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Roundtable on Global Government
An exchange on Global Government Revisited

Sylvia Karlsson-Vinkhuyzen


There are good reasons why many remain skeptical about the idea of a world government that can take binding decisions, with a world parliament and a world court, as we are struggling with many failures of our national and local governments, and we can only imagine the problems being up-scaled. I am still convinced there will come a time when it becomes acceptable either out of good foresight for our fellow global citizens or out of necessity. Thus, even if it is difficult, we need to engage our own and others minds to explore possible design options long before this time has come.

I will focus my comments on three themes which all concern more the path to take here and now in the direction of Cabrera’s vision of global governance: “otherness” and community building, education, and finally accountability. Before I am finished, I hope to show how connected these themes are.

I agree with many of the ideas in Cabrera’s essay, and found some complementary comments particularly valuable such as the focus on building communities and the motivational values for the enterprise. I also agree with the need to change the fundamental economic model. Still, I find the analysis of the recent moves against integration limited when reacting only to the negative consequences of globalization. I see the more fundamental issues of nationalism and xenophobia as being important root causes. This can also be phrased as a widespread fear of “the other.” This is a difficult aspect to address—consider the long active struggles against racism in a country like the US. However, it lies at the very heart of community building, at whatever scale, whether it concerns how we welcome new neighbors from foreign countries, or how we consider the consequences of our own actions and those of our own cities or countries on citizens of other countries.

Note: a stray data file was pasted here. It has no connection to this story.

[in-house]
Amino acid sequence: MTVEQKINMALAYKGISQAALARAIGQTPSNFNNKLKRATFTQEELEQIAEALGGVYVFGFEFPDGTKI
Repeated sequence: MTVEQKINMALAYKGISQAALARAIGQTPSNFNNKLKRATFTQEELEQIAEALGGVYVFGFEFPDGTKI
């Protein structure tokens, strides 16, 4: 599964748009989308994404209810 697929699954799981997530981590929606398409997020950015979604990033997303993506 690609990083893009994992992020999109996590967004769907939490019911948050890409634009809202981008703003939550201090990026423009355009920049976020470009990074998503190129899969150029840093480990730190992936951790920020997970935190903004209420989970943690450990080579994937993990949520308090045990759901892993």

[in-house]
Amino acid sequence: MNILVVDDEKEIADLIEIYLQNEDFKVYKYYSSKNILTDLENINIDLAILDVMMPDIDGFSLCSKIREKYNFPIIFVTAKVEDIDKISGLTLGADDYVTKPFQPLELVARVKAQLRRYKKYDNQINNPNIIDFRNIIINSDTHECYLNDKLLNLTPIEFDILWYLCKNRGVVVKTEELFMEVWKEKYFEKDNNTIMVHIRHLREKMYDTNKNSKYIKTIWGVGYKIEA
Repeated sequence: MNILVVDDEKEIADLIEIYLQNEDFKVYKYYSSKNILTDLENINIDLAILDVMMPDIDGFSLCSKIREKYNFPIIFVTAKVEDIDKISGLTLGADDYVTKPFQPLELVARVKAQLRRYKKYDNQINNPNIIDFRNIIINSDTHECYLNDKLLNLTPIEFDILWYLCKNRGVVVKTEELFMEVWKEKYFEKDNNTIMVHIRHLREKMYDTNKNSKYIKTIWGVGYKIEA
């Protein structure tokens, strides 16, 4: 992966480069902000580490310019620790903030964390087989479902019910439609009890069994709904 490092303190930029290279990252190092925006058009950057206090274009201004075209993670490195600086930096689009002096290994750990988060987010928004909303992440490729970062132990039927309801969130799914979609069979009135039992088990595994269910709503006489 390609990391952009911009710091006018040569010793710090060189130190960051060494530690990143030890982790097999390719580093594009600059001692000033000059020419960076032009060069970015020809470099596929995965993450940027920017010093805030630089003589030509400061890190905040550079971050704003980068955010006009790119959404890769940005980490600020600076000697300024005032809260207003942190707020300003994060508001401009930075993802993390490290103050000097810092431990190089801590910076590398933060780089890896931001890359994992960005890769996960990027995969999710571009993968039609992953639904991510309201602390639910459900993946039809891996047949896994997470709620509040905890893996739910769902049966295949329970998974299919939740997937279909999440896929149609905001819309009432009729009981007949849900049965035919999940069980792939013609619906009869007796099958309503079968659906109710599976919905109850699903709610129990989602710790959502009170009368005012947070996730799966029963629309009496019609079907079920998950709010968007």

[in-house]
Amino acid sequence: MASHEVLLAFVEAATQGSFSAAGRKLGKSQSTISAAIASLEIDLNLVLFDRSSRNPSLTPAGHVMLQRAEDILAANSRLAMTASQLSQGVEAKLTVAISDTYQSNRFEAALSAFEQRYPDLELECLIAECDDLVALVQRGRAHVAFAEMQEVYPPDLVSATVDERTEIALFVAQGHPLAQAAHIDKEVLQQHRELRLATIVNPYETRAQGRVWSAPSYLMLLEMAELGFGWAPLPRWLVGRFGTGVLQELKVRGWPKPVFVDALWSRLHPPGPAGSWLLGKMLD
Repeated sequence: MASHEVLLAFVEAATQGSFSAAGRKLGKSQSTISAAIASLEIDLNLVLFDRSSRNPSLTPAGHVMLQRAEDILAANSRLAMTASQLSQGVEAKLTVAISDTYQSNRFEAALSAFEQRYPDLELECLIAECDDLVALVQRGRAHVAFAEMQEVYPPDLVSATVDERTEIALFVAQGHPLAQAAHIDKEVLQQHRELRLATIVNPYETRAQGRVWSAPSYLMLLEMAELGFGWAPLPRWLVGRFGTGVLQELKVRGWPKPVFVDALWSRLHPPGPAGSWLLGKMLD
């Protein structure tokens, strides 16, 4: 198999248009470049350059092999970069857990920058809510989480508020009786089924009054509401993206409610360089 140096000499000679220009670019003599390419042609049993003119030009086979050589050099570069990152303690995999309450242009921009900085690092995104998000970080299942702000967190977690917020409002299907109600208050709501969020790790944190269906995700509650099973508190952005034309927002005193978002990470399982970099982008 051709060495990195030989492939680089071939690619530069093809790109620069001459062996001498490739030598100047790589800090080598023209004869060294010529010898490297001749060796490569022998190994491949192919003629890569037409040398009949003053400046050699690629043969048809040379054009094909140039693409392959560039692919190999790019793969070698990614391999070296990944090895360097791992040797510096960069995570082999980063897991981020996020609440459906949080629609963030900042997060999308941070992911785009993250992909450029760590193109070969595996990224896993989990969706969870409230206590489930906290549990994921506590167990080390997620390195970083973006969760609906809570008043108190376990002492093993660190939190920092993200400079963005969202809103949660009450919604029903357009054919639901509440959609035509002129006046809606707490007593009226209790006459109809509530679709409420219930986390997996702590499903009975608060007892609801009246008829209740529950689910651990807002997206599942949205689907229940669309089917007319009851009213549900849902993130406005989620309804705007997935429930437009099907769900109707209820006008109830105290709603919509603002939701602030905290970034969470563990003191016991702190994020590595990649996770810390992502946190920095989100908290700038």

In this light, the focus on learning about universal consciousness or basic human rights, values, and responsibilities is so central. And if learning stands at the center, then someone also has to be engaged in teaching. This can be parents, school teachers, university professors, or anyone engaged with formal or non-formal educational processes from childhood to old age. There are wonderful initiatives in this direction around the world, by international organizations like UNESCO, or civil society organizations like the Earth Charter, faith-based organizations, etc. I do feel, however, that these initiatives tend to be isolated from the “big” discussions about global problems. Whenever I find myself in an academic meeting about global environmental problems, whether it is writing a global assessment or exploring global scenarios, the topic of education is largely absent. Why? Because the educators and other experts who know how we learn to develop empathy and even love for larger spheres than our own are usually not part of these meetings.